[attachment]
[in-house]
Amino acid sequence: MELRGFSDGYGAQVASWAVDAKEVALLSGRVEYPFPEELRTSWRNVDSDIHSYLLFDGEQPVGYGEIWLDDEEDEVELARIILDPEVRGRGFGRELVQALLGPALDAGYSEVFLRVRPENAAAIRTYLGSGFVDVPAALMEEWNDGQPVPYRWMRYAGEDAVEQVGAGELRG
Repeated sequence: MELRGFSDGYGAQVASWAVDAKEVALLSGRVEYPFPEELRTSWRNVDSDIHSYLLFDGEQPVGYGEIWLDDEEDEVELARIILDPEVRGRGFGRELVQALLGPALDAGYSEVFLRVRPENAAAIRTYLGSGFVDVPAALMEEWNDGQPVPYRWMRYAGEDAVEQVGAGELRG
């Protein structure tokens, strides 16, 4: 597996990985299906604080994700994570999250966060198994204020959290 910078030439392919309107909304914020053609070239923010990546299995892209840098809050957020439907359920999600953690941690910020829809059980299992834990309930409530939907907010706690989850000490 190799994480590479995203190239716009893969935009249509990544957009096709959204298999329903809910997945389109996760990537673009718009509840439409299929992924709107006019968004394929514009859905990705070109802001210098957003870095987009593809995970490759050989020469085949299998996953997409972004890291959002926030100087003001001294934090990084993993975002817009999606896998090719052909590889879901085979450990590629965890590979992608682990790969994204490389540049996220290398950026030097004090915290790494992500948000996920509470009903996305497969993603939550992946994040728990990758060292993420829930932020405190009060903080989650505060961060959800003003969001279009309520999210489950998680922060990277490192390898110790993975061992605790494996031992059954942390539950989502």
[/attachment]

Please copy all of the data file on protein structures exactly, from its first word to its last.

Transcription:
[in-house]
Amino acid sequence: MELRGFSDGYGAQVASWAVDAKEVALLSGRVEYPFPEELRTSWRNVDSDIHSYLLFDGEQPVGYGEIWLDDEEDEVELARIILDPEVRGRGFGRELVQALLGPALDAGYSEVFLRVRPENAAAIRTYLGSGFVDVPAALMEEWNDGQPVPYRWMRYAGEDAVEQVGAGELRG
Repeated sequence: MELRGFSDGYGAQVASWAVDAKEVALLSGRVEYPFPEELRTSWRNVDSDIHSYLLFDGEQPVGYGEIWLDDEEDEVELARIILDPEVRGRGFGRELVQALLGPALDAGYSEVFLRVRPENAAAIRTYLGSGFVDVPAALMEEWNDGQPVPYRWMRYAGEDAVEQVGAGELRG
């Protein structure tokens, strides 16, 4: 597996990985299906604080994700994570999250966060198994204020959290 910078030439392919309107909304914020053609070239923010990546299995892209840098809050957020439907359920999600953690941690910020829809059980299992834990309930409530939907907010706690989850000490 190799994480590479995203190239716009893969935009249509990544957009096709959204298999329903809910997945389109996760990537673009718009509840439409299929992924709107006019968004394929514009859905990705070109802001210098957003870095987009593809995970490759050989020469085949299998996953997409972004890291959002926030100087003001001294934090990084993993975002817009999606896998090719052909590889879901085979450990590629965890590979992608682990790969994204490389540049996220290398950026030097004090915290790494992500948000996920509470009903996305497969993603939550992946994040728990990758060292993420829930932020405190009060903080989650505060961060959800003003969001279009309520999210489950998680922060990277490192390898110790993975061992605790494996031992059954942390539950989502």